Monetary Policy Review

The Reserve Bank of India left key policy rates unchanged in its bimonthly review of monetary policy. The committee voted 5-1 to keep the repo rate at 6%, with the lone dissent in favour of a rate cut.

Since November last year, inflation has remained below RBI’s target of 4%. Nevertheless RBI has been holding rates mostly steady until a rate cut in August. RBI’s key reason to hold rates steady has been that the drop in inflation this year has been on mostly transitory factors such as an unexpected drop in food prices; and therefore it is likely that in the months to come, inflation would once again rise above 4%. The current RBI forecast calls for inflation to reach 4.6% by the end of this financial year and remain close to 4.5% by end FY2019. This rise in inflation from current levels is expected to be driven by pay commission and GST effects.

While inflation has undershot previous expectations, so too has growth. The most recent GDP print of 5.7% for the June quarter was underpinned by a five year low in manufacturing growth of 1.2%. RBI follows a flexible inflation targeting framework. This suggests that with inflation close to target and weakening growth outlook, there is scope for monetary accommodation. However, RBI appears primarily guided by the risk of inflation remaining above its target than growth undershoot.

Complicating the equation is the risk of fiscal slippage. State government deficits have run high in recent years following the UDAY scheme for restructuring power sector debts. Now many states have announced farm loan waivers which may keep deficits high. The centre too has brought expenditure upfront this year to support growth that has taken the fiscal deficit for the first five months of the year to 96% of the full-year target. This means that there is the added risk of the centre not meeting its fiscal goals this year. The combined fiscal deficit (centre + states) has remained stubbornly above 6% for years now and any rise could result in inflationary pressures.

On the whole then, the RBI has indicated that it is maintaining a neutral stance to monetary policy – suggesting limited scope for rate cuts.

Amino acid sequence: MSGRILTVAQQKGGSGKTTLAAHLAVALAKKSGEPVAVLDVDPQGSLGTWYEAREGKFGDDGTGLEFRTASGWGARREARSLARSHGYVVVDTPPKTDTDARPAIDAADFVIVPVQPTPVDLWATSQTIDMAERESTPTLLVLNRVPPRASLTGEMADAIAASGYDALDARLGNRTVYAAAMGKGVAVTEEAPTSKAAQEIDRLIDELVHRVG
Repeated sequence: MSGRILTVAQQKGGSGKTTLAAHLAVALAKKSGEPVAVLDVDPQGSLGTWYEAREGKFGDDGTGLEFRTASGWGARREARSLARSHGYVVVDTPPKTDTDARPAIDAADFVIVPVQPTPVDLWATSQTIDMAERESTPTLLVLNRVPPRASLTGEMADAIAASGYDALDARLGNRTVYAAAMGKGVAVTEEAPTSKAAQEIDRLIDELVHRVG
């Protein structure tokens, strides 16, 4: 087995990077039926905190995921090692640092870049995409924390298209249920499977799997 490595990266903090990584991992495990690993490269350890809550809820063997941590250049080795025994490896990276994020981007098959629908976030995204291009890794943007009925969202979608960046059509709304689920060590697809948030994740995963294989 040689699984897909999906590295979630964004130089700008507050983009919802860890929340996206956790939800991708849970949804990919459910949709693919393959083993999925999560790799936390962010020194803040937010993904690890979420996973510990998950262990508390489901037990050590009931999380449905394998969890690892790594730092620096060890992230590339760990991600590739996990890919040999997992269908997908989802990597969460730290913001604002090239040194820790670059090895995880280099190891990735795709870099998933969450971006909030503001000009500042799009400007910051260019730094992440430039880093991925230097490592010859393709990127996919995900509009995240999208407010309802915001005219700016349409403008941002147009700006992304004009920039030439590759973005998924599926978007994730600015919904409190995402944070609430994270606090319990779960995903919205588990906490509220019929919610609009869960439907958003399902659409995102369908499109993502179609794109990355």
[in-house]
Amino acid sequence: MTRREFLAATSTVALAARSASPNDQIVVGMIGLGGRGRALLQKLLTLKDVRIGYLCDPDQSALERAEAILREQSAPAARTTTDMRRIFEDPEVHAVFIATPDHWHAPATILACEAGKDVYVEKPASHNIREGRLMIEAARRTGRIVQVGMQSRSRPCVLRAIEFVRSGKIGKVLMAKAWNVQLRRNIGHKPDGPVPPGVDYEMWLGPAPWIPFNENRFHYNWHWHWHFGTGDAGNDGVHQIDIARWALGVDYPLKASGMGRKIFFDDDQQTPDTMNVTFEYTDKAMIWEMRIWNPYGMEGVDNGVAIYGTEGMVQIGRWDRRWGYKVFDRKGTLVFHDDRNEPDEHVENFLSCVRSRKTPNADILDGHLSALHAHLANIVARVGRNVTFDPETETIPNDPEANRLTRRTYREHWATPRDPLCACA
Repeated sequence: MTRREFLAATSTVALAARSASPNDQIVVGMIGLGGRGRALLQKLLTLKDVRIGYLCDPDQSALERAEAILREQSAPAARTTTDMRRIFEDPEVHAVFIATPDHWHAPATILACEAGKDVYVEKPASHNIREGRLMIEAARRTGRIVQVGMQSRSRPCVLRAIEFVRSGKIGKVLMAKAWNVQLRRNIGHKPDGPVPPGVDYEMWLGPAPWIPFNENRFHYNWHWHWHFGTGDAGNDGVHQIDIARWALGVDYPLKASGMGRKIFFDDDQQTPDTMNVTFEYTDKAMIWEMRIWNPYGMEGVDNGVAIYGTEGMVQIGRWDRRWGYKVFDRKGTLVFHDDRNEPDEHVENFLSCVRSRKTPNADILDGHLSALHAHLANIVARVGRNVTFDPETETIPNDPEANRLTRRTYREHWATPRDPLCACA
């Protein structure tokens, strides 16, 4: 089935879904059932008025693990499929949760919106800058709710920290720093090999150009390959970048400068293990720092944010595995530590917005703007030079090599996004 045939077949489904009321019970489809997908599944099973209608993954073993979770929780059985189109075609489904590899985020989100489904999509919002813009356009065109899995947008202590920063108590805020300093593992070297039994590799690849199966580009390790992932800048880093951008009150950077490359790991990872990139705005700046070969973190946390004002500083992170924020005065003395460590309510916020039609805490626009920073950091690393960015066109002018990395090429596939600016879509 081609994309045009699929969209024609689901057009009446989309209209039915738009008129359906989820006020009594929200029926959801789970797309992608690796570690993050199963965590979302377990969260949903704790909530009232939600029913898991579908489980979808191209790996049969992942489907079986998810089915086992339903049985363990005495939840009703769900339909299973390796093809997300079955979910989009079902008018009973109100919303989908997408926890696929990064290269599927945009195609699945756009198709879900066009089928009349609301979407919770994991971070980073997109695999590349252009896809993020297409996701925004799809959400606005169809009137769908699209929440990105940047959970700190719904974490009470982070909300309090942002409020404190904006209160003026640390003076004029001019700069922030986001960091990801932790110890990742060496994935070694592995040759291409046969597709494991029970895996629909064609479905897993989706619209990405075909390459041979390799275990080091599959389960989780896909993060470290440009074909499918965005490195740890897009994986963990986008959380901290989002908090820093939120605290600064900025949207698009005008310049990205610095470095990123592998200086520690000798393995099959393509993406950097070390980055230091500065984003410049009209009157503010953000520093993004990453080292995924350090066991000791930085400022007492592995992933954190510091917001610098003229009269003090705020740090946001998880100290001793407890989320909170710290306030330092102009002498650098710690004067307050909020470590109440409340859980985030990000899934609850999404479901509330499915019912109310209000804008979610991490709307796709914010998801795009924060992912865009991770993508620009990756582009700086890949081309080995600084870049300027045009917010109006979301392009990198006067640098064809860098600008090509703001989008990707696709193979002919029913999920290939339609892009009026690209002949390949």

Benchmark 10-year G-Sec yields rose by about five basis points to 6.7%. The relatively small market reaction is indicative of the fact that the policy was largely on expected lines. Going forward it is likely that RBI will be on hold for a period of time and therefore it is likely that gilt yields too will be relatively range bound. It is interesting to note that despite much noise from macro indicators and the monetary policy committee, the 10-year yield has risen by just 20 bps since the start of the year.

Thanks to the excess liquidity introduced post-demonetisation, money yields are depressed and the call rate has been trading below the RBI repo rate. This has caused the yield curve to be the short end (up to 5 years) and relatively flat thereafter.  In the absence of a clear direction on rates, we do not see value in long bonds given the much higher duration risk. Consequently, we expect to maintain a low duration stance on our portfolios.

Investors with a medium term holding horizon should look to short and medium term funds, while those with a short-term holding period should consider liquid and ultra-short funds.


Sources of Data: RBI, Internal Analysis

This document represents the views of Axis Asset Management Co. Ltd. and must not be taken as the basis for an investment decision. Neither Axis Mutual Fund, Axis Mutual Fund Trustee Limited nor Axis Asset Management Company Limited, its Directors or associates shall be liable for any damages including lost revenue or lost profits that may arise from the use of the information contained herein. No representation or warranty is made as to the accuracy, completeness or fairness of the information and opinions contained herein. The material is prepared for general communication and should not be treated as research report. The data used in this material is obtained by Axis AMC from the sources which it considers reliable. While utmost care has been exercised while preparing this document, Axis AMC does not warrant the completeness or accuracy of the information and disclaims all liabilities, losses and damages arising out of the use of this information. Investors are requested to consult their financial, tax and other advisors before taking any investment decision(s). The AMC reserves the right to make modifications and alterations to this statement as may be required from time to time.

Axis Mutual Fund has been established as a Trust under the Indian Trusts Act, 1882, sponsored by Axis Bank Ltd. (liability restricted to Rs. 1 Lakh). Trustee: Axis Mutual Fund Trustee Ltd. Investment Manager: Axis Asset Management Co. Ltd. (the AMC) Risk Factors: Axis Bank Limited is not liable or responsible for any loss or shortfall resulting from the operation of the scheme.

Mutual Fund Investments are subject to market risks, read all scheme related documents carefully.